8. The mountains hold the world’s largest mineral deposit
The largest gold mine in the world is Peru’s Yanacocha, and both Chile and Peru combine to produce almost half of the world’s mined copper. Latest estimates project that yet-to-be discovered copper deposits in the Andes could total a gobsmacking 750 million metric tonnes, along with 13,000 tonnes of gold, 250,000 tonnes of silver and 20 million tonnes of molybdenum, which is a mineral used to harden steel.
9. The true highest point on earth? It’s right here.
Due to the equatorial bulge of our planet, the peak of Ecuador’s Mt Chimborazo is actually the furthest point from the earth’s surface to its core. At 6,263m, this is Ecuador’s highest peak and is considered inactive due to its last eruption occurring over 1,500 years ago. Amazingly, you can drive all the way 4, 876m and hike for the last ‘stretch’ which is quite the challenging hike.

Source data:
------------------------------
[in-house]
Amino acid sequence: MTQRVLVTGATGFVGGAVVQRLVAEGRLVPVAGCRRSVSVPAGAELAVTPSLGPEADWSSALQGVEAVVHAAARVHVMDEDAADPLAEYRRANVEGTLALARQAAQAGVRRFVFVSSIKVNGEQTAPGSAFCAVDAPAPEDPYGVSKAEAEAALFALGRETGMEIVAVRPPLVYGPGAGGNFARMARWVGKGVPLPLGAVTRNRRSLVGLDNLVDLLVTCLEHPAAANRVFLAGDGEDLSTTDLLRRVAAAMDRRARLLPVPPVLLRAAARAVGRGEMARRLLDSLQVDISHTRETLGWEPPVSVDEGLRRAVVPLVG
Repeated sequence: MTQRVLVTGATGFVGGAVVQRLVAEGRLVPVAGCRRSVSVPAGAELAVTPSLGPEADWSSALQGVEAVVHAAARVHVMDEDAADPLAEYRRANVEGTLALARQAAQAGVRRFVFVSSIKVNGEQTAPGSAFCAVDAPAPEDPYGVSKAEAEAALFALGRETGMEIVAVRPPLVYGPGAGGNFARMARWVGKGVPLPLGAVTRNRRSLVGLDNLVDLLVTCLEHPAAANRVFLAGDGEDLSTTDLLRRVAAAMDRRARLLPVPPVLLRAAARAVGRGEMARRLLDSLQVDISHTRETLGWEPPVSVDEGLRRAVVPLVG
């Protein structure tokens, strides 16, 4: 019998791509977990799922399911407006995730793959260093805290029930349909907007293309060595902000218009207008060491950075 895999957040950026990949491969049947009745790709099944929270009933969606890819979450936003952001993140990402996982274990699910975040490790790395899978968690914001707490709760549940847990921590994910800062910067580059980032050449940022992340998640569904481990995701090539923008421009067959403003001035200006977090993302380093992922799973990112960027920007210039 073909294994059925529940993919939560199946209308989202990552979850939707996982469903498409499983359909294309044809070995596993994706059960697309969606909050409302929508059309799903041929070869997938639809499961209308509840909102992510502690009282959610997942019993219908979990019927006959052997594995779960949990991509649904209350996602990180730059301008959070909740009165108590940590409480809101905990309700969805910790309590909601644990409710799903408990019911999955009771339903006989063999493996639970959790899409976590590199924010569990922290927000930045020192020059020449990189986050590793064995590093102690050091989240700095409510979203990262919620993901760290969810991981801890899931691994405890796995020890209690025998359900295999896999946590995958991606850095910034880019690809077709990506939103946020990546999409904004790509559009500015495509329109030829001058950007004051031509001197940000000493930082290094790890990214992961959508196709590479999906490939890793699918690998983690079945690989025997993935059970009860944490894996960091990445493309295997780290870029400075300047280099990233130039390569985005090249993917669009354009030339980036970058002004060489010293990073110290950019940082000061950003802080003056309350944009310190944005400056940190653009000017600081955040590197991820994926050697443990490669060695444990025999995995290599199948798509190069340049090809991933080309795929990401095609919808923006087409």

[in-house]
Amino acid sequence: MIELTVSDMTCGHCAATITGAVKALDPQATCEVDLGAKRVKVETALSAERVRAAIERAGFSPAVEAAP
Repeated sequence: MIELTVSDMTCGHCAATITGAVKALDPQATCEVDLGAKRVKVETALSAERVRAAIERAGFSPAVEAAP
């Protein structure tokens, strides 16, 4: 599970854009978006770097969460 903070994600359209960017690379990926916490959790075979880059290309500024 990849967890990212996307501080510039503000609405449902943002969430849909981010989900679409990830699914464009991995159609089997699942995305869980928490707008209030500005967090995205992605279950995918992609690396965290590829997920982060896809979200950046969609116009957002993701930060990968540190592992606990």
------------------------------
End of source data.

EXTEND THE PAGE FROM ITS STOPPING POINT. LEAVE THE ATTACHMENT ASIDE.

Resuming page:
10. The Andes are and endless playground for active travellers
The Andes are Latin America’s most rewarding destinations for active travellers, and for lovers of high-altitude adventures, there really is no more promising playground. From climbing to hiking, white water rafting, cycling, horseriding, skiing, stargazing and so much more: these are just some of the phenomenal ways you can squeeze the most out of your Andes Mountain adventure.
Ready to hit the Andes? Hold it! Before you pack your bags, check out our guide to the best thing about the Andes and discover all the exciting destinations you can visit, and all the amazing things you can see and do once you get there.
At Chimu Adventures, we offer an array of tours to South America and the Andes Mountains that are sure to WOW your socks right off! So call us for more info when you’re ready for the trip of your life.
Author: Laura Pattara
“Laura Pattara is a modern nomad who’s been vagabonding around the world, non-stop, for the past 13 years. She’s tour guided overland trips through South America and Africa, travelled independently through the Middle East and is now in the midst of a 5-year motorbike odyssey from Germany to Australia.”